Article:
Along the first leg and the second leg of the airflow path, the air is forced between the heat fins 112, increasing the heat transfer out of the sensor body 104 compared to stationary air. The heat fins 112 extend perpendicularly to the respective wall 110 from that wall 110 toward the respective larger or smaller side panel 136, 138. The width of the heat fins 112 from the respective wall 110 to a radially outer edge of the heat fins 112 is significantly greater than a gap from the heat fins 112 to the respective side panel 136, 138, e.g., more than five times as great. The comparatively small gap means that most of the air is forced between the heat fins 112.

With reference to FIG. 5, the sensor assembly 102 includes at least one outlet 126, e.g., two outlets 126, specifically, one outlet 126 for each inlet 124. Each outlet 126 is an opening that permits air to exit from inside to outside the covers 106. Each outlet 126 can extend from one of the walls 110 including a sensor window 108, specifically from between the respective sensor window 108 and heat fins 112 of that wall 110, to an edge of the respective smaller side panel 138, and from a top to a bottom of the respective sensor window 108. Each outlet 126 is open opposite the direction of rotation D, i.e., when the covers 106 rotate in the direction of rotation D, the outlet 126 is a trailing surface that is shielded from pushing through the outside air, specifically by the respective smaller side panel 138. Ram air thus does not interfere with the airflow exiting through the outlets 126.

Each outlet 126 is positioned to direct air across the respective sensor window 108. Each outlet 126 directs the airflow path horizontally generally parallel to the respective sensor window 108. The second leg of the airflow path extends in a horizontal direction parallel to the sensor window 108 from the bend to the outlet 126.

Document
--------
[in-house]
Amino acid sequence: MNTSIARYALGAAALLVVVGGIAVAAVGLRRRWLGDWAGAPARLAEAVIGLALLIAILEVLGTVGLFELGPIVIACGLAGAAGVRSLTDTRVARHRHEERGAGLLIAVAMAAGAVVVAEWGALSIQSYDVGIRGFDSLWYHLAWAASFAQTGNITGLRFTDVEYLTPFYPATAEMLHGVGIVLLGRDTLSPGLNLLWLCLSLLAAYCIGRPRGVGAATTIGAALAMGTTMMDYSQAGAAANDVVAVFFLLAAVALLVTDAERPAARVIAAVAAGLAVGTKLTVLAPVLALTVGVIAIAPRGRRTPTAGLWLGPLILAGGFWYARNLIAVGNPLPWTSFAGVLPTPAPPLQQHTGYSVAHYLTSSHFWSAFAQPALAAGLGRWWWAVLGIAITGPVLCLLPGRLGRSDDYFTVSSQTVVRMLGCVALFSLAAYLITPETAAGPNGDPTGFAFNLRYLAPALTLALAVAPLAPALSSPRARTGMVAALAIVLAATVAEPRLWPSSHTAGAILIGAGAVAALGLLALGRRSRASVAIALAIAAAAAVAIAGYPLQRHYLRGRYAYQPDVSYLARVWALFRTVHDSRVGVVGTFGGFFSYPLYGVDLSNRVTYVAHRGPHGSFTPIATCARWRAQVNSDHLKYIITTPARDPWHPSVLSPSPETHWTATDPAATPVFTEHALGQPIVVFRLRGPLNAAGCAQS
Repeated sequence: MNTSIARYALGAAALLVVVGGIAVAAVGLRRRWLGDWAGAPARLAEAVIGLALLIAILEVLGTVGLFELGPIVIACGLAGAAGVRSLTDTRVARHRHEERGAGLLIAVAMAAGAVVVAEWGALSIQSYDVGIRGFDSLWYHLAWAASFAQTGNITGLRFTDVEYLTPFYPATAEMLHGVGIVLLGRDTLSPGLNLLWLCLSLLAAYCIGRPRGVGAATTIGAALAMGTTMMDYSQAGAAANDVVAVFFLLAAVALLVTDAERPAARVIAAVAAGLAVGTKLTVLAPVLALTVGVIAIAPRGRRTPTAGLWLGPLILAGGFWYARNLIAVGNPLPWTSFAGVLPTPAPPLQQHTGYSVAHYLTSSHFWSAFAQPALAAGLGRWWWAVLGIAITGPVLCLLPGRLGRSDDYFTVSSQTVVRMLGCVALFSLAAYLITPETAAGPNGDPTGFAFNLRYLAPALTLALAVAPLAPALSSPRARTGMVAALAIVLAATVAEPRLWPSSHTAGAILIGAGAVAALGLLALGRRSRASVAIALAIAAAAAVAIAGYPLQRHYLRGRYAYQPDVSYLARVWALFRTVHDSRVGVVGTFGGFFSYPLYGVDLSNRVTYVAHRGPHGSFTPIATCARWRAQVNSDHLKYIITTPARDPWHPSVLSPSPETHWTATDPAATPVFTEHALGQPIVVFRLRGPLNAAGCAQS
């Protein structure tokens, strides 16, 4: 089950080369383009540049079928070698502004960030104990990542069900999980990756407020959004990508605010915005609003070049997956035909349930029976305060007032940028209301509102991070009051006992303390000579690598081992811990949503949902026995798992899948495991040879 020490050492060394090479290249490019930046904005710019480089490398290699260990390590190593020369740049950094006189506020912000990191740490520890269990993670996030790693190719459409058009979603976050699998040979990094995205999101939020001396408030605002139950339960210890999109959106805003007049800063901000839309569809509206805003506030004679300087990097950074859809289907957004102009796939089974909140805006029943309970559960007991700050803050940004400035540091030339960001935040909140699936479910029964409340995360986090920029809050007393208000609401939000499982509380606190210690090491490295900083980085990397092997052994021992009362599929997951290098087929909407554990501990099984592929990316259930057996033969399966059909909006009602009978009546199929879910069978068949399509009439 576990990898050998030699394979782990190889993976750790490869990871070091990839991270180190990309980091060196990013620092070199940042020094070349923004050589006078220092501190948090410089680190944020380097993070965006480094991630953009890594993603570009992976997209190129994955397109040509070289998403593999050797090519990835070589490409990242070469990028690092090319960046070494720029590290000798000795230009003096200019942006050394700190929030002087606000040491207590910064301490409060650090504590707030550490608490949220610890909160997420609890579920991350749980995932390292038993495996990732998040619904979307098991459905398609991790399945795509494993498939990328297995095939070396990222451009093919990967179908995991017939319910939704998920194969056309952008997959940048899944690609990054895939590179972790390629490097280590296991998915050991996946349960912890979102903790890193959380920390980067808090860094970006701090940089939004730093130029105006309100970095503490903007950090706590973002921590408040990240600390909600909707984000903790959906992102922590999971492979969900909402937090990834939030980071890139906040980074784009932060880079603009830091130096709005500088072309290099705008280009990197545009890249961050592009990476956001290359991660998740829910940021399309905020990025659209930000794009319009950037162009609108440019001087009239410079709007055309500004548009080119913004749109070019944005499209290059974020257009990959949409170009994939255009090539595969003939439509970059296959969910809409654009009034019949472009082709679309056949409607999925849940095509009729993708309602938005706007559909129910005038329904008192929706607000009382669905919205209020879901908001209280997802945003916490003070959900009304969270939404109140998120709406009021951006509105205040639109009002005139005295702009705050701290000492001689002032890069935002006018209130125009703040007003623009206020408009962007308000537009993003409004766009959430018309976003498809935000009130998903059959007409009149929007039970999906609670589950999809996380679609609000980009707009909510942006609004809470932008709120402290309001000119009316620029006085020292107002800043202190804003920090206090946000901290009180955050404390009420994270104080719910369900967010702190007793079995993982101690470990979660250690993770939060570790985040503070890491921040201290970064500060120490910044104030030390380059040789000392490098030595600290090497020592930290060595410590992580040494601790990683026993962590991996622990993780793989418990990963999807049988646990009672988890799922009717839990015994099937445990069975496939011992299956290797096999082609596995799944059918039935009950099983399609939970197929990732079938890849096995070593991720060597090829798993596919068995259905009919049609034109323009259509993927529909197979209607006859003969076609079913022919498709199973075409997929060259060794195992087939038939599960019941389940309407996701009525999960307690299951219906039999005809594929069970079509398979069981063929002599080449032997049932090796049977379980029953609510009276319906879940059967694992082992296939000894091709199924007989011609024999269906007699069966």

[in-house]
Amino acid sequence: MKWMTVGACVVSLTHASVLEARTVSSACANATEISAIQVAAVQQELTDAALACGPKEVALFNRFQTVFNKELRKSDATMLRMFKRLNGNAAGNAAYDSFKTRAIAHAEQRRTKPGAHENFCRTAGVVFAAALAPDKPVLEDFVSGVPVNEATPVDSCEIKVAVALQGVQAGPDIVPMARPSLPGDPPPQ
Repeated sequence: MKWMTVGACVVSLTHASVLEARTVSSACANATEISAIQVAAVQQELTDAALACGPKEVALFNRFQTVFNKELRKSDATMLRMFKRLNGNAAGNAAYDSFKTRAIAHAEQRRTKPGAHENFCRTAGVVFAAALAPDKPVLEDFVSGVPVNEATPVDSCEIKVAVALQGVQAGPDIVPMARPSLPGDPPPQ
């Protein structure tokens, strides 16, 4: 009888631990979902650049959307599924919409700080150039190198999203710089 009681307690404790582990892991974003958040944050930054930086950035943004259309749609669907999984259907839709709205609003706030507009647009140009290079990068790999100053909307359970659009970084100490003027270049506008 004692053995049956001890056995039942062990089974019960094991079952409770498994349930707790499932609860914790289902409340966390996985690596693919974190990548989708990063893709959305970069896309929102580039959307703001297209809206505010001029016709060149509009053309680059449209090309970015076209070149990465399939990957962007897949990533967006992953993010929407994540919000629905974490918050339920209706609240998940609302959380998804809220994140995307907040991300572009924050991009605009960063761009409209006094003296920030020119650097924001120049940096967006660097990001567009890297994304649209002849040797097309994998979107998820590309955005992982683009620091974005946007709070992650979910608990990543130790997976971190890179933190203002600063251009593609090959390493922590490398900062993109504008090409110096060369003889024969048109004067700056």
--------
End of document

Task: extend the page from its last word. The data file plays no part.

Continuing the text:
Each outlet 126 has a smaller cross-sectional area than the respective inlet 124, i.e., than the inlet 124 providing airflow to that outlet 126. Specifically, heights of the respective inlets 124 and outlets 126 can be approximately equal, and a width of respective inlet 124 can be greater than a width of the respective outlet 126. Each outlet 126 can have a smaller cross-sectional area than the airflow path between the respective larger side panel 136 and the respective wall 110. Specifically, the height of the outlet 126 and a height of the airflow path along the respective larger side panel 136 can be approximately equal, and the width of the outlet 126 can be smaller than a width from respective wall 110 to the respective larger side panel 136. The comparatively smaller cross-sectional area of the outlet 126 increases the speed of the airflow through the outlet 126, providing a greater velocity of airflow across the respective sensor window 108, which can better block or remove debris from the sensor window 108.

With reference to FIGS. 6 and 7, each cover 106 can include a plurality of baffles 146, 148, e.g., two baffles 146, 148, along the airflow path. For example, as shown in FIG. 6, one baffle can be located between the first leg and the bend, and one baffle can be located between the bend and the second leg. The baffles 146, 148 extend from the respective side panels 136, 138 to or almost to the respective walls 110. The baffles 146, 148 can include an upper baffle 146 and a lower baffle 148. The upper baffle 146 can extend downward from the top panel 134 and obstruct a top half of the airflow path, and the lower baffle 148 can extend upward from the bottom panel 140 and obstruct a bottom half of the airflow path. The two baffles 146, 148 can overlap vertically, i.e., overlap in a direction parallel to the axis A, i.e., a bottom edge of the upper baffle 146 can be located below a top edge of the lower baffle 148. The baffles 146, 148 are spaced from each other. The baffles 146, 148 can dehumidify the air flowing along the airflow path. When the airflow changes directions to flow around the baffles 146, 148, water droplets in the air with greater momentum than the air molecules may strike the baffles 146, 148 and collectively condense, thus removing humidity from the air.